Omissions, and Alterations : yet do we still acknowledge that all
the particular matters of fact recorded against the Brownists, in
that book, are such things as were taken out of our Writing
[mantucript] ; and for proof thereof, we are able and ready to produce
our testimony and witness, as occasion shall require. The most of
them are testified and confessed by themselves ; and the most
The Ancient Church at Amsterdam. 1 1 5
heinous things, even under their own handwriting : and the rest
are such things as either we ourselves, or others, will witness.
And therefore, though we complain of injury for the manner of
publishing that book: yet let not the Brownists insult thereupon !
Though we be wronged : yet are not they cleared from the matters
there noted ; which are still in force against them.
The Rev. John Paget thus wrote, in 1618, to the Rev.
Henbt Ainswobth of the same city.
You speak of disguised pamphlets that are came out of our
Congregation : but the books which you seem to aim at, are such as,
for the matter of them, are taken out of your offensive Company;
and do, in part, shew the disguised practises of your Separation.
For the persons that published them [t.^. C. Lawns and his
fdlows\ they also were such as came out of your Ck)mpany: who
(leaving their schism, which they once professed with you) were
more fit to witness such things as they had heard and seen among
For the helpers which they had herein ; they had, beside others.
Master [Gilxb] Thorpe; now an Elder of your Congregation also,
but then a Deacon. Out of whose Writing \manuscript\ which he
communicated with them, they received sundry things which they
published; and many more which should have been published, had
not their book been misprinted [in London], contrary to their
minds. For the manner of printing and publishing one of those
books, great injury hath been done unto them : as hath been noted
before. [See previous page!] An Arrow against the Separation of tks
BrownistSy pp. 333, 334, Amsterdam, 1618, 4.
The next point that we have to note is. That neither the
Rev. Fbancis Johnson's Church, nor the Rev. Hbnrt
Ainswobth's Church, either individually or collectively,
dared to attempt, this time, to vindicate themselves from the
perfectly crushing charges of Lawnb's and Fowleb's books
against them, in 1612 and 1613, in a Court of Justice : as we
shall presently see, they had already failed to do, in respect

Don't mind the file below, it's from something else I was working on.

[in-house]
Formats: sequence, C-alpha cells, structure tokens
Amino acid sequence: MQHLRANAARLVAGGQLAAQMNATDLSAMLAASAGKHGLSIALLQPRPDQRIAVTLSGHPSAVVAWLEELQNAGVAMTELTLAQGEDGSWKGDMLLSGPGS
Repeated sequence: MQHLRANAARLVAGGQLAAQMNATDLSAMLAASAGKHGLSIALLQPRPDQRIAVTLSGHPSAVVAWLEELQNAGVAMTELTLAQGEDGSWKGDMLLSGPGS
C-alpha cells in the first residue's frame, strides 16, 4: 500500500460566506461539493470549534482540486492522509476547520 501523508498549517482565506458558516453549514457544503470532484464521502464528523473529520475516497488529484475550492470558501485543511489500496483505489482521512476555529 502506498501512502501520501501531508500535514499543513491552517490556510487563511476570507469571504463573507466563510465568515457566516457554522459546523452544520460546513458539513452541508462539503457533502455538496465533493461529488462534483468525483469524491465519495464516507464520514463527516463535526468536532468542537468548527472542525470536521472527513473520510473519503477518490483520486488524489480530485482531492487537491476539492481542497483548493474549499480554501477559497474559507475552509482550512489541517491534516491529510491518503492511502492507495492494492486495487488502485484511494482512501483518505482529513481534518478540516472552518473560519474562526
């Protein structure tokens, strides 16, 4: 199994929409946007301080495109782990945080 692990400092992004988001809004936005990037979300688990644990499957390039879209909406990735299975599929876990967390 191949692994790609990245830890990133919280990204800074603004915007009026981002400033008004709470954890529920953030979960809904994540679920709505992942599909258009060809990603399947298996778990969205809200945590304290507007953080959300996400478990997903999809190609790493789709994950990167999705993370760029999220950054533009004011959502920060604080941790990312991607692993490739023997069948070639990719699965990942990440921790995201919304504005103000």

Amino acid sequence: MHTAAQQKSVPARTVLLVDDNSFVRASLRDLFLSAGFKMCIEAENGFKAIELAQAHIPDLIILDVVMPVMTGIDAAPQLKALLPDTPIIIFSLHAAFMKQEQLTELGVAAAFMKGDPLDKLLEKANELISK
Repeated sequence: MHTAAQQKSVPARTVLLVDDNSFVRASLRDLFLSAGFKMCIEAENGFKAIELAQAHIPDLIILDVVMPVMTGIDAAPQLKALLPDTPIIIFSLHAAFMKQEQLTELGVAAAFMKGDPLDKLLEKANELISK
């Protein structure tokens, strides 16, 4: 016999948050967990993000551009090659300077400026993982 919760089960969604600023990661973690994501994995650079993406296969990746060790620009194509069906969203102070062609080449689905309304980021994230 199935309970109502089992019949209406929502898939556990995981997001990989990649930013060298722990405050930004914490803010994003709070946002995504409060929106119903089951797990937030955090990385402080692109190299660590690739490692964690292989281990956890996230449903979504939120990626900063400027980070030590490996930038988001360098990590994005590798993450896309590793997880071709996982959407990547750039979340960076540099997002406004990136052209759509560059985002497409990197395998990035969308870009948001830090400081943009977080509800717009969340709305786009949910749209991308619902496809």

to the similar accusations of the Rev. Thomas White, in
February 1606, see pp. 118-120. The presumption therefore
is. That what these books state is perfectly true.
1 16 The Ancient Church at Amsterdam.
But what was decided to be done was. That the Bev.
RiCHABD Cltfton, who had now absolutely identified himself
with the Rev. Francis Johnson and his Church, should write
a reply to them : which he did under the following title.
An Advertisement concerning a Book lately published by
Christophbr Lawne and others, against the English exiled Church
By Richard Clyfton, Teacher of the same Church.
Printed in the year of our Lord, 1612, 4.
There is a copy of this rare book in the Bodleian libraiy.
Press-mark, Pamph. 10,
But it had been better for his friends, if Clyfton had held
For at pages 115-125 of this book is printed the Answer
of Daniel Studlbt, now, in 1612, cast out of the Ruling
Eldership, to the accusations of Lawne and his fellows : an
Answer that is perfectly amazing ; for in it Studlet simply
throws away his defence, confessing to immoralities even so
late as in 1610. How Cltfton could be such a fool as to
print this Answer is past all comprehension. How could he
so play into the hands of his enemies !
But having published the book; he went yet a step
further in folly, and retracted it aU in writing : as the Rev.
John Paget, who had the Separatist Churches in the city
where he lived constantly under his observation, thus tells
us in 1618; when Cltfton had been dead now some twenty
The principal penman, or scribe, of the Separation [Master
Cltfton, Teacher in Master Johnson his Company], that hath
written most and purposely against the book which you call a libel
[The profane Schism ^c], hath, long since, acknowledged his fault
for the same ; and that imder his hand in writing : acknowledging
the great fruit that comes by publishing the personal sins of them
that continue in error. And thus, by his repentance, hath made
some satisfaction for his offence : as, in due time, is further to be
manifested. An Arrow against the Separation of the Brotmists, p. 8,
Amsterdam, 1618, 4.
The Ancient Church at Amsterdam, 117
To Cltftox's book, there appeared the following reply by
the Rev. Henbt Aixswobth.
An Animadversion to Master Bichard Cltfton's AdvertuemerU :